“I want to buy a Cuisinart CYM-100 yogurt maker,” I said as I surfed my way around Amazon.
“No,” Linda answered without looking up from her book.
Before I go any further, it’s important that I explain the give and take dynamics that Linda and I have concerning economics in our home. She gives; I take.
It’s pretty much always been that way. Well, except for that short period of time thirty years ago when I questioned the efficiency of her financial filing system, which consists of a shoe box with a series of unlabeled envelopes and a tally maintained on a piece of notebook paper. After a rather animated discussion lasting forty-five minutes, she deposited her entire record keeping system on my lap and walked away. I spent a week developing a proper system with file folders and an accounting ledger, then I gave it back. Two days later she had a new shoe box and I gave up.
So, back to the discussion at hand.
“Why can’t I have a yogurt maker?” I replied.
“Why do you need a yogurt maker? We have fifteen markets within ten minutes of our house that sell yogurt,” she answered.
“That’s easy. If I make it myself, it’s more convenient, more economical, I maintain better quality control and I have more creative control of the flavors.”
Linda answered with an impressive eye roll and said, “Oh really, this from a person who spends his time at work successfully justifying purchases of million dollar machines. Let’s dissect your proposal for a yogurt maker. How is it more convenient?”
“I don’t have to go to the store. I can make my yogurt in the comfort of my home.”
“And the process is?”
“You heat the milk to 180 degrees, let it cool to 110 degrees, ferment it in the yogurt maker for 6-8 hours, chill it and then add the fruit. It’s really a simple process.”
“That my rough calculations show takes about twelve hours. How long does it take you to run to the store?”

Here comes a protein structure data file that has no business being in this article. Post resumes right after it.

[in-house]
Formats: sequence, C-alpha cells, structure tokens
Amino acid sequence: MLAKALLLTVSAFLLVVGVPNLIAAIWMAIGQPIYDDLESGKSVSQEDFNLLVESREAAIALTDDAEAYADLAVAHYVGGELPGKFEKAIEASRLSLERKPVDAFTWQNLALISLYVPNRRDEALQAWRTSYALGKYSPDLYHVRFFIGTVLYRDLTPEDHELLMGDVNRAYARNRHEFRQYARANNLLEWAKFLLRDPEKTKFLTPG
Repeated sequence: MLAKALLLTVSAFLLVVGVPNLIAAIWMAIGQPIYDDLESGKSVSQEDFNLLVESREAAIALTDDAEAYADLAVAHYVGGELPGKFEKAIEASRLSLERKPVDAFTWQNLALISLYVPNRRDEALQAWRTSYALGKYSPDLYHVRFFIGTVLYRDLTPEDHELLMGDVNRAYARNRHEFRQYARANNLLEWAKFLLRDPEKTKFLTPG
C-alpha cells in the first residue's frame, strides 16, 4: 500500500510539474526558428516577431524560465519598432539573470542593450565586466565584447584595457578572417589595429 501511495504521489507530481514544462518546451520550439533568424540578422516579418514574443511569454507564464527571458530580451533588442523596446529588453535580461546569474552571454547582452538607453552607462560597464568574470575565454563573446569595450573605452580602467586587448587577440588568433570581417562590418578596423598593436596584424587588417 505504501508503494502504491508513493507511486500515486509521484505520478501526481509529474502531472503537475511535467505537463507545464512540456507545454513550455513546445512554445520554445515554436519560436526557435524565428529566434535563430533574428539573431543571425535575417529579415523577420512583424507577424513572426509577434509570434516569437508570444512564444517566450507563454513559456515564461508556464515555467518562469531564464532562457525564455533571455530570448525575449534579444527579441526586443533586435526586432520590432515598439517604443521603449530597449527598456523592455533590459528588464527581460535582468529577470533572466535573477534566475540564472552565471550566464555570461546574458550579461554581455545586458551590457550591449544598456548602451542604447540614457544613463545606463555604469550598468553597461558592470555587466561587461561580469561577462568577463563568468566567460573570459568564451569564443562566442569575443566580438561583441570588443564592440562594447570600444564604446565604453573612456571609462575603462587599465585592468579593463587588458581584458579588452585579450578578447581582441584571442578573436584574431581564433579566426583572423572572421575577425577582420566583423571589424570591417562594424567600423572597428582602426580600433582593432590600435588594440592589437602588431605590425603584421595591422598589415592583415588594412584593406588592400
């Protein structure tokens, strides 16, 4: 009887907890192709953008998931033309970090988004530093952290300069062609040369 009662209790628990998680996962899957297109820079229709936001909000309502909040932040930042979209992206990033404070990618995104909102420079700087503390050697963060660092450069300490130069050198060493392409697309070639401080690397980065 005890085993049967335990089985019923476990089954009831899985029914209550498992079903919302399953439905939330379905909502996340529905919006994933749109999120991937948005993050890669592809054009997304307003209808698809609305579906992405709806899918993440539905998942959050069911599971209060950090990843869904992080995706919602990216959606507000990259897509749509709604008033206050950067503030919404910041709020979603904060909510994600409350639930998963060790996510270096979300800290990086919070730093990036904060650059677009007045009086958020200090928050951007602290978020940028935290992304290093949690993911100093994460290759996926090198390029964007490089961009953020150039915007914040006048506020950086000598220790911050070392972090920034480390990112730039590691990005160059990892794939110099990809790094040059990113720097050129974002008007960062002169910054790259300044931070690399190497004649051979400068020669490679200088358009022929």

“That’s not a fair comparison.”
“OK, let’s move on to economics. How much does a container of yogurt cost at the market?”
“About 11 cents per ounce.”
“Fine, let’s run the numbers on home made yogurt,” Linda answered as she scribbled on the back of a magazine cover. “If I add the cost of milk, starter mix, fruit and electricity, I get a total cost of $9.75 to make a 50 ounce batch of yogurt, which works out to 19.75 cents per ounce. Two down, two to go. Give me your thoughts on quality control.
“Well, yogurt is made in large factories. How clean could that be?”
“You have a point, especially since you and I always wear hair nets and gloves when we work in the kitchen and since we have a dog and a cat constantly patrolling the house cleaning up stray contamination. Three down, one to go…what kind of ‘creative control’ are you planning to exercise?”
“Well, the selection of commercial flavors is really limited. I’d like to have more options.”
“Uh…hmmm…OK, snickerdoodle flavored yogurt. That would be good!”
“And how exactly would you achieve this flavor break-through?”
“I’d have to experiment, of course.”
“So, now I get to add R&D costs into the justification. That’ll crank the numbers up.”
I narrowed my eyes and pursed my mouth in my best, ‘you’re pissing on my parade’ look. Then Linda started her own tour of yogurt makers on Amazon.
“The one you want costs $129. What’s wrong with this $40 one?”
“It doesn’t automatically chill the yogurt, so I might have to get up at four AM to put it in the fridge.”
“Only if you start the yogurt maker at eight PM. Didn’t you take a class in time management a few decades ago?”
“The cheap unit is all plastic. The Cuisinart machine has a brushed stainless steel control panel.”
“With lots of pretty buttons on it, right?”
“Never mind. I’ll just design my own yogurt maker,” I said in exasperation.